“Immersive Cloud” sculpture opens downtown

A new sculpture by SU Architecture Professor Daekwan Park was unveiled today along the Connective Corridor in Syracuse. The American Institute of Architects CNY Chapter brought the idea to fruition in conjunction with 40 Below and the City of Syracuse, to showcase collaborative spirit and to “reimagine place” at a gateway to the city’s downtown. A collection of 185 of stainless steel disks, perched on steel trunks, creates a small forest of reflected light to animate a formerly nondescript corner, while also providing seating and opportunities for play. The light rain that fell during the opening of the sculpture revealed, even to the designer, that the sculpture also has a musical component, as the raindrops made rhythmic sounds all around the visitors.

Science and Art: Water photography event

Earth Science professor Jeffrey Karson and Transmedia professors Susannah Sayler and Ed Morris came together in Watson Theater on Nov. 2 for a discussion of Water and Photography. The event was moderated by art history professor Romita Ray, who steered the conversation toward questions of why water is an inspiring subject for scientists and artists, how the technology influences their perspective on water, and what kinds of messages they are trying to convey with their photographs.

Dr. Karson has photographed the deep ocean floor and is the author of Discovering the Deep: A Photographic Atlas of the Seafloor and Ocean Crust (Cambridge UP, 2015). Sayler and Morris run the Canary Project and The Canary Lab at Syracuse University, which “develops research-based art and media focused on ecology.”

The event was sponsored by the College of Arts and Sciences, the SU Humanities Center, Renee Crown University Honors Program, Art and Music Histories, Light Work, Multimedia Photography and Design, Art Education, The Canary Lab, Communications and Rhetorical Studies, Earth Sciences, Geography, Science Communications, and Science Teaching.

FREE SCREENING OF “PLASTIC OCEAN”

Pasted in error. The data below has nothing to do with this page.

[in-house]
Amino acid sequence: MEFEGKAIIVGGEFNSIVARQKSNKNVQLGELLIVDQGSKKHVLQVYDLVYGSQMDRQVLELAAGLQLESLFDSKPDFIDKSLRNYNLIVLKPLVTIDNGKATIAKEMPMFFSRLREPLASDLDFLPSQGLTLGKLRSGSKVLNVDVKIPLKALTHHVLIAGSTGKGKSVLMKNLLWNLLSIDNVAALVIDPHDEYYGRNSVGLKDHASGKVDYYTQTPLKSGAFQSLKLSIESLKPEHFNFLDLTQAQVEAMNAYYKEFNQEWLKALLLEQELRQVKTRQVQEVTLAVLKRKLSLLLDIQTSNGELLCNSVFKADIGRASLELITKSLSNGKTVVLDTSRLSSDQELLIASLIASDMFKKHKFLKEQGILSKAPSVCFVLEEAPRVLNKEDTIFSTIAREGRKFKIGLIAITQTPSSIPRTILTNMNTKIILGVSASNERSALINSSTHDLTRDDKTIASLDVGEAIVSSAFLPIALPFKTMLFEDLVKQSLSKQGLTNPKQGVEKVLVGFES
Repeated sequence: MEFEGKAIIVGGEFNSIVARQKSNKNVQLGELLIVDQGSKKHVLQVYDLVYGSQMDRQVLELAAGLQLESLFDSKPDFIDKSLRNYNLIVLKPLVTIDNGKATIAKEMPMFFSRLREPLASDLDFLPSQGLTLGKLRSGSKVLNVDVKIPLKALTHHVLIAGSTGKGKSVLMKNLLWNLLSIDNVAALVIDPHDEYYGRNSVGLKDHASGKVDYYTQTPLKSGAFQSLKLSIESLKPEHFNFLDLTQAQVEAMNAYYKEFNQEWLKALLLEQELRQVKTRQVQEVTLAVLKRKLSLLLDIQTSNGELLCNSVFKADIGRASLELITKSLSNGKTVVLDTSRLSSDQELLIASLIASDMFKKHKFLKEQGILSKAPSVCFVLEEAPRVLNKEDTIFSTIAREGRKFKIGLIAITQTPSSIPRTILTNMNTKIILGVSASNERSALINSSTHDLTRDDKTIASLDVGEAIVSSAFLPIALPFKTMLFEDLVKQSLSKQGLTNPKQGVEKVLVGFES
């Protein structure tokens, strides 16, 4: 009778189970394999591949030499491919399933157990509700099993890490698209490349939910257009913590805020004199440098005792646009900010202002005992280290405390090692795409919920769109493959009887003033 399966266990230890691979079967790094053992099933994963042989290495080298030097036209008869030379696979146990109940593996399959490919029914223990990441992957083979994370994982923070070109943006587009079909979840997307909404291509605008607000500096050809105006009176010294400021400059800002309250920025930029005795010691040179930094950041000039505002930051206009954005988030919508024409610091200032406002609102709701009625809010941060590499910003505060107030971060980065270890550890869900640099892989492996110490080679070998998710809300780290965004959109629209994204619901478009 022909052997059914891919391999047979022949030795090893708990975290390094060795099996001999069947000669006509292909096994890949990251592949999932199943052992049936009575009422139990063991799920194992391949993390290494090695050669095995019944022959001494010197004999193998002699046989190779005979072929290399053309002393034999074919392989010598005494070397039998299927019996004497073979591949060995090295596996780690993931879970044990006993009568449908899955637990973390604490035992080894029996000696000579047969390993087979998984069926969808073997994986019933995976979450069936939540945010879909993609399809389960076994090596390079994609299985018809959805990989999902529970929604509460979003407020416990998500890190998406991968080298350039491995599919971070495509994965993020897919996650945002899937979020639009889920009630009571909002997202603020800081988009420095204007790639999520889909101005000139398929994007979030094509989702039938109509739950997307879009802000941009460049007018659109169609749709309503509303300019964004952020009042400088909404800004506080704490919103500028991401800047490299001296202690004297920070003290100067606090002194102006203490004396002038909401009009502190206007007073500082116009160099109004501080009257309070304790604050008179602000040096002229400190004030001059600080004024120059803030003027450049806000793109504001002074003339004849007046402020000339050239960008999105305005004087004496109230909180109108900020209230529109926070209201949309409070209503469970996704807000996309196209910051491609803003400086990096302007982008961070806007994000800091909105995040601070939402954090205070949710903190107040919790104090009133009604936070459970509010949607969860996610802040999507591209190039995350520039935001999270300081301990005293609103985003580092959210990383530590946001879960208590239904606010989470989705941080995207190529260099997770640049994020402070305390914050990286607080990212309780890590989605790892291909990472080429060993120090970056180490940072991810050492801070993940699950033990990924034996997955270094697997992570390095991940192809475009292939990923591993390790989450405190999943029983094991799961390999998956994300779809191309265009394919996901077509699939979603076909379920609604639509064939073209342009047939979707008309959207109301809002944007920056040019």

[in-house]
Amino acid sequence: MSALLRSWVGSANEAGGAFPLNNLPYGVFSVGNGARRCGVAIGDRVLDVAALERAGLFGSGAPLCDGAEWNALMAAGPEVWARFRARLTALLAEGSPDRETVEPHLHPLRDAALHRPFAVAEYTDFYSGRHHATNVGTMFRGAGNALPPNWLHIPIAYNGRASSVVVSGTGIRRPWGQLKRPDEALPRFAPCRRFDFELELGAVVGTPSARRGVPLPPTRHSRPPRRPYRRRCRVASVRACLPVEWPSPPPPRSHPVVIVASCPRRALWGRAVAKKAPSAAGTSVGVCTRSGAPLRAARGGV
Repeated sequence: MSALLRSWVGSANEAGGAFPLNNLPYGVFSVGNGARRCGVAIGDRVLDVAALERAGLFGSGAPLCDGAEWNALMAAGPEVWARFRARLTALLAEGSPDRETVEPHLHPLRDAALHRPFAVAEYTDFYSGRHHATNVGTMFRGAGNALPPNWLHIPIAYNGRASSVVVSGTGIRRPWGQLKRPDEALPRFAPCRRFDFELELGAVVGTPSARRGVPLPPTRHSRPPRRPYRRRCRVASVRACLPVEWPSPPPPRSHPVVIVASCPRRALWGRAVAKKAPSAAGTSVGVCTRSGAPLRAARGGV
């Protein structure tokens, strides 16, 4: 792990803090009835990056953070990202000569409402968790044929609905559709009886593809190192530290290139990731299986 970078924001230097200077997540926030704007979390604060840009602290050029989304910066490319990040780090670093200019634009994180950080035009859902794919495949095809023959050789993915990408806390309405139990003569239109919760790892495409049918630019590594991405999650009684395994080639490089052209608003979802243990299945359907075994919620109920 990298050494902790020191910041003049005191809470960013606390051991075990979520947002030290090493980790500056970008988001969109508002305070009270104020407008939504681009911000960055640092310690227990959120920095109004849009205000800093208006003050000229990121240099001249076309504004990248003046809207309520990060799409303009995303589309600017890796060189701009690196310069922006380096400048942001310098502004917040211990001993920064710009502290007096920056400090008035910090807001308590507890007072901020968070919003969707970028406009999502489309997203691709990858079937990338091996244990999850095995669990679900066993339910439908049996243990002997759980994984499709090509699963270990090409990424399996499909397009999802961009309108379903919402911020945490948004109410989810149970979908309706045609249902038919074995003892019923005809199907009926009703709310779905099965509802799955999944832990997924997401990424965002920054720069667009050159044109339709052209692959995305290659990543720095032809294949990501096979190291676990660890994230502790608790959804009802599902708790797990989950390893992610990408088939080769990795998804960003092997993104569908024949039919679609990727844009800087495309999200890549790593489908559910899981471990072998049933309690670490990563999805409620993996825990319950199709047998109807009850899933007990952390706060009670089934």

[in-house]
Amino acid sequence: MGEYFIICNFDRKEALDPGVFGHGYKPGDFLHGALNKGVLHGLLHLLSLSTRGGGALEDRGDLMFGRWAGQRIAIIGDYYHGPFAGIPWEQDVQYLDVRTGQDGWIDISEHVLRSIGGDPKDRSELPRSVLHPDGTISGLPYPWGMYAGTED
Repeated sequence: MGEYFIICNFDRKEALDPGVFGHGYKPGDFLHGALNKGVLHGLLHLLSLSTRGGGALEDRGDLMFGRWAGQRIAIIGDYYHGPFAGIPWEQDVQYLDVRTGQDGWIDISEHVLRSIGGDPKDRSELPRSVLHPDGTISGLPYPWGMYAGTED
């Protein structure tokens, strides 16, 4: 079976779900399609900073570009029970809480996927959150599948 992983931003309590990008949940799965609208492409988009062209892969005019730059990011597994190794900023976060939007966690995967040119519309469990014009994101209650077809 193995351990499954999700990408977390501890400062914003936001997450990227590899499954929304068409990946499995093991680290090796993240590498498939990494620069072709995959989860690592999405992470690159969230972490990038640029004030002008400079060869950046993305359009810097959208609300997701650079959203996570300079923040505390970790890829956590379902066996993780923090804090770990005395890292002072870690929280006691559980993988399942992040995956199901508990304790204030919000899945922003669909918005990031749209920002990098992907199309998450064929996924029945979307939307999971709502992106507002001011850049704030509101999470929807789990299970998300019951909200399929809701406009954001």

SYRACUSE, NY, MARCH 8, 2017 – Sustainability Management at Syracuse University and student groups Students of Sustainability and Green Peace SU will be hosting a panel discussion on plastic pollution at 5:30pm followed by a free screening of “A Plastic Ocean” at 6:45pm on March 29 in Watson Theatre, in Watson Hall. Read more here.

First grants awarded for Campus as Lab for Sustainability

Six faculty and student projects will receive grants totaling $50,000 this spring through the new Campus as a Laboratory for Sustainability (CALS) funding program. The call for proposals sought projects that address climate disruption and offer opportunities for communication and outreach to the campus and wider community. Here are the winners:

  • Profs. Steve Chapin and Peter Wilcoxen, for an electric vehicle lab;
  • Profs. Amber Bartosh and Mark Povinelli, for a virtual reality simulation about energy awareness;
  • Prof. Jeongmin Ahn, to research membrane technology to reduce GHG emissions;
  • Grad student Kristina Gulches, to evaluate water and salt runoff on campus;
  • Profs. Jason Fridley and Doug Frank, to study carbon cycling in plants;
  • Grad students Hugh O. Burnham and Adam Fix, to develop an oral history of climate activism at SU.

Students push to eliminate plastic bags from bookstore

The Syracuse University Bookstore, in conjunction with the Student Association (SA), Students of Sustainability at Syracuse University and the Energy Systems & Sustainability Management Department, will be launching a reusable bag program starting this summer. The goal is to reduce usage of plastic bags, which can be harmful to the environment. Read the SU News story here.

Green Building grant announced

Professor Patrick Penfield of the Whitman School of Management and Prof. Rene Germain of SUNY-ESF were awarded a $19,000 Sustainable Enterprise Partnership Award. They will research the barriers to adoption of sustainable structural wood materials in construction. Read more here.

Carbon Standards have Economic Benefits

Nearly all U.S. regions stand to gain economic benefits from power plant carbon standards that set moderately stringent emission targets and allow a high level of compliance flexibility, according to a new study co-authored by Charles Driscoll, University Professor of Civil and Environmental Engineering in the College of Engineering and Computer Science, as a project of the Science Policy ExchangeRead more about carbon standards here.